## Task 2 - SDN with OVS and Mininet

In order to experiment with a virtual bridge and SDN we need an environment that allows us to connect senders and receivers to virtual bridges. Mininet is a tool for such a purpose. Recent versions of Mininet support SDN and create and connect a built-in SDN Controller automatically.

To start Mininet with a clean environment, run on the command line as super user the command

mn -c


which will reset the Mininet environment to zero and then

mn


to start Mininet and enter its command-line shell (you will see the prompt mininet>).

Mininet creates per default a so-called "single topology", which is one single virtual learning switch, an SDN controller, and two hosts connected to the switch. This scenario is is equal to two VMs connected to a virtual switch on an OpenStack compute node, see image below.

Mininet comes with a number of built-in network topologies:

• Minimal: One switch and two hosts (default)
• Single: One switch and n hosts.
• Linear: Several (n) switches in series, each connected to a host.
• Tree: Switches in a multilevel tree topology, tree depth and number of hosts are parameters.
• and more.

The option --topo allows to select the topology and parameterize it (e.g., number of switches).

### Subtask 2.1 - Mininet Topology

Start a clean Mininet session with a single switch and two hosts (minimal topology).

• View what Mininet has created. In the Mininet shell, find out how to view the topology, the port and network interface configuration and naming. Draw a schematic picture including the entire information.

• Use the built-in Mininet commands. Try help in the shell for further info.
• In another terminal window use the OVS commands to display the virtual switch configuration created by Mininet. Can you see the mapping of ports (1-3) to interfaces (s1-ethx)?

• Use the OVS commands to display the current flow configuration of the virtual switch. Explain why there are no flows visible.

• In the Mininet shell initiate a ping between the two hosts. While the ping is running, check the flows and relate them to the hosts.

• Why do now some flows appear and what are the types of flows can you see?

• Check the man page of ovs-ofctl and tell what are the possible actions to apply to the flows.

### Subtask 2.2 - Flow Programming

In the previous task the application that runs within the controller was provided, it was the so-called “learning switch”. In this task you will learn how to do manually configure the SDN controller in order to enforce any specific behaviour.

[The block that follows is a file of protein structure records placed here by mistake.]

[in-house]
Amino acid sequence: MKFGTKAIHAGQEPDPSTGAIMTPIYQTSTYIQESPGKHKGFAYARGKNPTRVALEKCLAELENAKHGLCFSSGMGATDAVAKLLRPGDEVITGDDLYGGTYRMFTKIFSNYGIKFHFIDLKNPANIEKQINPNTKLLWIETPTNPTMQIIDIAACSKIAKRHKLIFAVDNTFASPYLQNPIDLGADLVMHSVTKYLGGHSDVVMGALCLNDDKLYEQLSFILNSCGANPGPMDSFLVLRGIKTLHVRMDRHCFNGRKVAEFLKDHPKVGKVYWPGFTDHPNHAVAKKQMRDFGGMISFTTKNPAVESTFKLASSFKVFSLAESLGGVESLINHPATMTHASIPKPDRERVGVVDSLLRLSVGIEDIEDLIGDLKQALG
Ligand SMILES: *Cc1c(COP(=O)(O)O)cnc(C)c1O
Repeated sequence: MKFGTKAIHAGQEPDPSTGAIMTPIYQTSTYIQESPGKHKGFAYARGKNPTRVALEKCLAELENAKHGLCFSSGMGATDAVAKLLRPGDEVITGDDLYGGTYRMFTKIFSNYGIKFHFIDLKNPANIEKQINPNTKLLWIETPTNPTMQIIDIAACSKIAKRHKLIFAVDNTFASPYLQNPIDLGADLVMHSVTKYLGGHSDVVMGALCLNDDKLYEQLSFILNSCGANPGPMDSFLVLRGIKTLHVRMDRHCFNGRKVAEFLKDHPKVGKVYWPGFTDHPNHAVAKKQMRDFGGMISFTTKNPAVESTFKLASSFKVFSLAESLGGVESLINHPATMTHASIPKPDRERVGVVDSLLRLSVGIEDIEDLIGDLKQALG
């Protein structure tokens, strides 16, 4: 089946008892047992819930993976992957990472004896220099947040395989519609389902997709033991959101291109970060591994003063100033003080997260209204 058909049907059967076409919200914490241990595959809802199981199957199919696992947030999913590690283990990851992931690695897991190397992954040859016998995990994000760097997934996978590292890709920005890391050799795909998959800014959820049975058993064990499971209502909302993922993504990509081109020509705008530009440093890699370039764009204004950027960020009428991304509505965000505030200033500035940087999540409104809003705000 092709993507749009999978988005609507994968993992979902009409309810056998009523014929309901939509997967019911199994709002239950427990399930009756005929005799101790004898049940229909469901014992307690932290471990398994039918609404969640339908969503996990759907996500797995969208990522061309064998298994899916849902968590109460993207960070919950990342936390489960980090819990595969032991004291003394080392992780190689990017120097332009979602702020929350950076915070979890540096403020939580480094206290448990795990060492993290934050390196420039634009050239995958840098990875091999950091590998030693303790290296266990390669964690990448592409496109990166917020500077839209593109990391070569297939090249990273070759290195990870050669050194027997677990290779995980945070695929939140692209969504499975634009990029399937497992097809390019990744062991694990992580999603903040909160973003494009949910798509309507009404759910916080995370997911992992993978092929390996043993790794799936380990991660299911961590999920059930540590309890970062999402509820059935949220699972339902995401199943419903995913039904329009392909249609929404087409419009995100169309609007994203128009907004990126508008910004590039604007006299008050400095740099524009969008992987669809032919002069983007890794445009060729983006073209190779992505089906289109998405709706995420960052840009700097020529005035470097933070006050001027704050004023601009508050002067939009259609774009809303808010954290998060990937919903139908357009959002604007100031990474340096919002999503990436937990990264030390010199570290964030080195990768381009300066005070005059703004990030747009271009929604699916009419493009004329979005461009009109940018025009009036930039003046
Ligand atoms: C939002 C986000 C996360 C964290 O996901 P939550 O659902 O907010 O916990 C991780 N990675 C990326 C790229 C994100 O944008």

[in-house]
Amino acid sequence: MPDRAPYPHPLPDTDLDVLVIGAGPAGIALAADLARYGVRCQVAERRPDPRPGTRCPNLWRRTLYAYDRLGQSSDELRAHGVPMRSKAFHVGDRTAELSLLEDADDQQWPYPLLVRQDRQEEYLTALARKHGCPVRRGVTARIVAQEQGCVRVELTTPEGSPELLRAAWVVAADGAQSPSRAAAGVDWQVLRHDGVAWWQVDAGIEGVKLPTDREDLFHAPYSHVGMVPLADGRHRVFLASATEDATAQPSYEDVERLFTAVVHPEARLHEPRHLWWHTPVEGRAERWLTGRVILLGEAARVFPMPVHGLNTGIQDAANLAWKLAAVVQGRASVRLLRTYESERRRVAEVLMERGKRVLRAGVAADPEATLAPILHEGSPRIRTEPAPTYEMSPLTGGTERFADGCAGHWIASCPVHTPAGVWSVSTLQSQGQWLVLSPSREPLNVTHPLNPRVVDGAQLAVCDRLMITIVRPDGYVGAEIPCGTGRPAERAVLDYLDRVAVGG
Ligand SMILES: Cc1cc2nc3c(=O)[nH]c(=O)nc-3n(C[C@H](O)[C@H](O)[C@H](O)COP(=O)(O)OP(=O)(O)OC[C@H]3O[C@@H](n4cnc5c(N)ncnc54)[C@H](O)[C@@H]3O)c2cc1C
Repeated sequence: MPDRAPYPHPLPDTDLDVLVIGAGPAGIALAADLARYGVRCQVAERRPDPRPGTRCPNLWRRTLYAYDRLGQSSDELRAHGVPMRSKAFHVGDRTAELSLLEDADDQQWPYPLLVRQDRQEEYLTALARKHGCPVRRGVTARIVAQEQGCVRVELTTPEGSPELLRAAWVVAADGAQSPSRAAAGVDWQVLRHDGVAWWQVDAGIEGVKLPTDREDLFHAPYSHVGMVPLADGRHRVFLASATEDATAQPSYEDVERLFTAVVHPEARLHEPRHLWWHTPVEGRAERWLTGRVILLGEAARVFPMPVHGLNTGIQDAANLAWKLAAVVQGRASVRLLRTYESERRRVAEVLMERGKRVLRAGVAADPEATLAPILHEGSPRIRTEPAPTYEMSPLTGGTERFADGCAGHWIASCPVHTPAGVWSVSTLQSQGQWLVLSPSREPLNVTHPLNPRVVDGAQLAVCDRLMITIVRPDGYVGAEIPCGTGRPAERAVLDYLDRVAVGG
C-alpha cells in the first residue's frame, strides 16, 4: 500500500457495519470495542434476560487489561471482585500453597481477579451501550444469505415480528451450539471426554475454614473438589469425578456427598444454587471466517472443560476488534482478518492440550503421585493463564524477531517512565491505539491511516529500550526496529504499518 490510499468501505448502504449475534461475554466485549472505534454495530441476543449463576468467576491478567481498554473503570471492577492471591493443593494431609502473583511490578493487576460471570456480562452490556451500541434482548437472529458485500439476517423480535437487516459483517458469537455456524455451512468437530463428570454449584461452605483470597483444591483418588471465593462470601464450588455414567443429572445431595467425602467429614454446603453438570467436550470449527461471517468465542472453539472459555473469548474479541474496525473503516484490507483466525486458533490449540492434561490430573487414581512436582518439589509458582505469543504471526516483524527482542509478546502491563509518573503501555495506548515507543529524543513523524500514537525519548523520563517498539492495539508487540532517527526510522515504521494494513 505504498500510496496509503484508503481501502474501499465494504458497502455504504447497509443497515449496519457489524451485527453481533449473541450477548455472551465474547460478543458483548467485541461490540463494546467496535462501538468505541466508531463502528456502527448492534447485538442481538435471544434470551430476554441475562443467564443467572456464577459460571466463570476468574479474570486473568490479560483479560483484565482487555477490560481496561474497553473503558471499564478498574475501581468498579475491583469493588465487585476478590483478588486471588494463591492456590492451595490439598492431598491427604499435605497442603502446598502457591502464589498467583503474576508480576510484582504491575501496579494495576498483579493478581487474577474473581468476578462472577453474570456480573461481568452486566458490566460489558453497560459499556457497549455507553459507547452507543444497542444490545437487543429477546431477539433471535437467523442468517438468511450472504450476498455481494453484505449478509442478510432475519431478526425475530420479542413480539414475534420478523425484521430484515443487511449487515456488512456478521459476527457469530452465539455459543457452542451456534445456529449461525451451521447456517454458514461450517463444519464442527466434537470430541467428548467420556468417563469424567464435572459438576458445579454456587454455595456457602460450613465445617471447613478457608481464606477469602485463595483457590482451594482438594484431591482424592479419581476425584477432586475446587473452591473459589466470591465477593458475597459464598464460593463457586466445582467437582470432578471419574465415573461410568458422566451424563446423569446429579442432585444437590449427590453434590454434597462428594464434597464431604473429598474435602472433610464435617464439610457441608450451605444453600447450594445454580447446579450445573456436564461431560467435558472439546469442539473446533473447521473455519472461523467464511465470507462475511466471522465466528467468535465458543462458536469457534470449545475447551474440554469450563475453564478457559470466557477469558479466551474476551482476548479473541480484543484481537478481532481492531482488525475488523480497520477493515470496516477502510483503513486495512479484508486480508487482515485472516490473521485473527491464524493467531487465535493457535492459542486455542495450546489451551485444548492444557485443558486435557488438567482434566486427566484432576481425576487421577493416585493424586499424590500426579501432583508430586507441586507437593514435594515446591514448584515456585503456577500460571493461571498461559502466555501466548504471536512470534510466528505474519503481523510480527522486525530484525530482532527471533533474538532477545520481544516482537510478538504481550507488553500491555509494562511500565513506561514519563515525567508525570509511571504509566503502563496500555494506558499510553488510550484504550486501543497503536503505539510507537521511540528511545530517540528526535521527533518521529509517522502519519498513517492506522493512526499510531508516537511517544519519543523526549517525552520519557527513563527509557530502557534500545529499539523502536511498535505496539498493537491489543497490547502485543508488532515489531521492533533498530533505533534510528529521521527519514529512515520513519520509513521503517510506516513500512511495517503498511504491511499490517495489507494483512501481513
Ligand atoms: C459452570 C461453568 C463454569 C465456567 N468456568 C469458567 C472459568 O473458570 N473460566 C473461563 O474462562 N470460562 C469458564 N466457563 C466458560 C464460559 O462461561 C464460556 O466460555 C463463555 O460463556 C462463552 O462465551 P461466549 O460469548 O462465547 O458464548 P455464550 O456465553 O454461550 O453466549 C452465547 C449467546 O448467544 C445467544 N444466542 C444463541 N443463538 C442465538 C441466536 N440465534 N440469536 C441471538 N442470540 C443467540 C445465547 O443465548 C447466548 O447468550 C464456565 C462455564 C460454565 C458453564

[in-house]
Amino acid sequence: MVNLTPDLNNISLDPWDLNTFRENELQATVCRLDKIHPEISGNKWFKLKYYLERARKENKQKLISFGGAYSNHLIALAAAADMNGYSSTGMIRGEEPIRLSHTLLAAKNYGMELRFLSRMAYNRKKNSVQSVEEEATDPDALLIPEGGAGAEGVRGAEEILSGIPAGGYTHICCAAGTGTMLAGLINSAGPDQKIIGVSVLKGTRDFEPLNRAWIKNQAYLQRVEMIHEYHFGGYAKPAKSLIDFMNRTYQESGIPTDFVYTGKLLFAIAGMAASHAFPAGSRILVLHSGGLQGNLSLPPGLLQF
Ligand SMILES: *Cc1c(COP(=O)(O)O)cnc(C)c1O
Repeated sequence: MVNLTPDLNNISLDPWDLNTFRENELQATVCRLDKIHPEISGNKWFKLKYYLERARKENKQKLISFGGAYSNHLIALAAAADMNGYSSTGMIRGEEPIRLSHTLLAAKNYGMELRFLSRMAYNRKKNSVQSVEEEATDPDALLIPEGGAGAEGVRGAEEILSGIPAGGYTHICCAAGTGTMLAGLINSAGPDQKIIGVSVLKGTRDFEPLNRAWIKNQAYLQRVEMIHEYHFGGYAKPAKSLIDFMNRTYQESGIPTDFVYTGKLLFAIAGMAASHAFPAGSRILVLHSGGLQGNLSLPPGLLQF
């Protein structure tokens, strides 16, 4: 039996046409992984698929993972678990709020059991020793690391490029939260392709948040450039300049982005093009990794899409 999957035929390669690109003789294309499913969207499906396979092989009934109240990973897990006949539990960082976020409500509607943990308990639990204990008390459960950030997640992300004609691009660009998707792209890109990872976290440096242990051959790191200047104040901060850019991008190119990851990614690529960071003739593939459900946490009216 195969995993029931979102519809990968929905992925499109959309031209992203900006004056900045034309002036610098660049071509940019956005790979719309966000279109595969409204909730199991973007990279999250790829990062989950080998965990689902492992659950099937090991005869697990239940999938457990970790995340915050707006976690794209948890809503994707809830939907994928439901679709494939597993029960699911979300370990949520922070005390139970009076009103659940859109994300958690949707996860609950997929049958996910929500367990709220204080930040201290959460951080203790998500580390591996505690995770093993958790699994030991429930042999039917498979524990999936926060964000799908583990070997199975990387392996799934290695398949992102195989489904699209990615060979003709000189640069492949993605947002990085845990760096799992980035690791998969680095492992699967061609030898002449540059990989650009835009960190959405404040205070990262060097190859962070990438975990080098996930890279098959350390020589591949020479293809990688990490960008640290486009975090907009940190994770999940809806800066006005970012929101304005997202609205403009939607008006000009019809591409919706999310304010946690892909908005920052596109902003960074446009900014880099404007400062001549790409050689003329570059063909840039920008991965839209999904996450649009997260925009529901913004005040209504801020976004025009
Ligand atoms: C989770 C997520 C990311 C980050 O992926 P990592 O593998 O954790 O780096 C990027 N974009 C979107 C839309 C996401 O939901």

OpenFlow Pipelining: When a packet enters the bridge it is fed into the OpenFlow pipeline. Flow tables get inspected for matching entries in accordance to the configured order (flow priority and table order). If a match is found, the actions specified in the rule are applied, otherwise, the next lower priority flow is inspected for possible matching, and so on (see lecture).

• Program two flows on the existing Mininet topology. Add flows to the bridge such that the following requirements are met:

• All ICMP traffic that enters the bridge gets dropped. Then delete the flow.
• All the traffic entering the port with interface s1-eth1 gets dropped.
• Drop the existing Mininet topology and create a new one with the following specification: linear topology with 3 hosts. After that, apply the following rule:

• All ICMP traffic that enters the port with interface s2-eth2 gets dropped. Start pinging between the three nodes and see which ICMP communication has been affected by this rule.

• Restart Mininet without the default built-in controller. One way of doing this is to tell Minnet that it should use an external, so called “remote” controller. You achieve this by using the option --controller=remote when starting Mininet. Try to ping between the nodes. Explain the difference.

• Program flows on the bridge to establish a Layer-2 connection between the hosts. Hint: recall the non-OpenFlow pipeline of the switch.

• After that, delete all flows.

With the completion of these exercises you learnt how to create different virtual topologies with Mininet, and to program flows on the bridge. You also were able to visualize the effect of the flows that you installed on the bridge. Finally you had a brief intro of the following exercise and the role of SDN. If you did the last two steps correctly, you would have noticed that the ping does not work with remote controller and you need to program a normal flow in order to establish the L2 connection (the ping) back.

## Task 3 - OpenDaylight Controller